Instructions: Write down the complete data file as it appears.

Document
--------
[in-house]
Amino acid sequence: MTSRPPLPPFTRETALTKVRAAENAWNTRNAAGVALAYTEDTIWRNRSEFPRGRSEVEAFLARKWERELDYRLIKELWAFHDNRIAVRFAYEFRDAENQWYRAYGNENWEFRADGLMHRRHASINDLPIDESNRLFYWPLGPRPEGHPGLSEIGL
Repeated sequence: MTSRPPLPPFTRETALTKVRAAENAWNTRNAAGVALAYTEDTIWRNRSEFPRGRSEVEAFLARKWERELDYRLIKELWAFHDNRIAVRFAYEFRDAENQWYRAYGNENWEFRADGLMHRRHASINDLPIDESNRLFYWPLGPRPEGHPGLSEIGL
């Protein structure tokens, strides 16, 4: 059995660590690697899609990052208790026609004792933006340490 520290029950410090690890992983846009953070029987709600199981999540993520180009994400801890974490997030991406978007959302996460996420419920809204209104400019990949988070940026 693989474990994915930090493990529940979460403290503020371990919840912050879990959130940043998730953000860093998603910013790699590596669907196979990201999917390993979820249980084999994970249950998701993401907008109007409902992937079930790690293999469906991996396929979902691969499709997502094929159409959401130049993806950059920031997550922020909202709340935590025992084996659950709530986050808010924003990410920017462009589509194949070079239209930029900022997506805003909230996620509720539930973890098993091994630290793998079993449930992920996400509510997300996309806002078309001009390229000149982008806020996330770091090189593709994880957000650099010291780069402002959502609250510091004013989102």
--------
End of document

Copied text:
[in-house]
Amino acid sequence: MTSRPPLPPFTRETALTKVRAAENAWNTRNAAGVALAYTEDTIWRNRSEFPRGRSEVEAFLARKWERELDYRLIKELWAFHDNRIAVRFAYEFRDAENQWYRAYGNENWEFRADGLMHRRHASINDLPIDESNRLFYWPLGPRPEGHPGLSEIGL
Repeated sequence: MTSRPPLPPFTRETALTKVRAAENAWNTRNAAGVALAYTEDTIWRNRSEFPRGRSEVEAFLARKWERELDYRLIKELWAFHDNRIAVRFAYEFRDAENQWYRAYGNENWEFRADGLMHRRHASINDLPIDESNRLFYWPLGPRPEGHPGLSEIGL
């Protein structure tokens, strides 16, 4: 059995660590690697899609990052208790026609004792933006340490 520290029950410090690890992983846009953070029987709600199981999540993520180009994400801890974490997030991406978007959302996460996420419920809204209104400019990949988070940026 693989474990994915930090493990529940979460403290503020371990919840912050879990959130940043998730953000860093998603910013790699590596669907196979990201999917390993979820249980084999994970249950998701993401907008109007409902992937079930790690293999469906991996396929979902691969499709997502094929159409959401130049993806950059920031997550922020909202709340935590025992084996659950709530986050808010924003990410920017462009589509194949070079239209930029900022997506805003909230996620509720539930973890098993091994630290793998079993449930992920996400509510997300996309806002078309001009390229000149982008806020996330770091090189593709994880957000650099010291780069402002959502609250510091004013989102």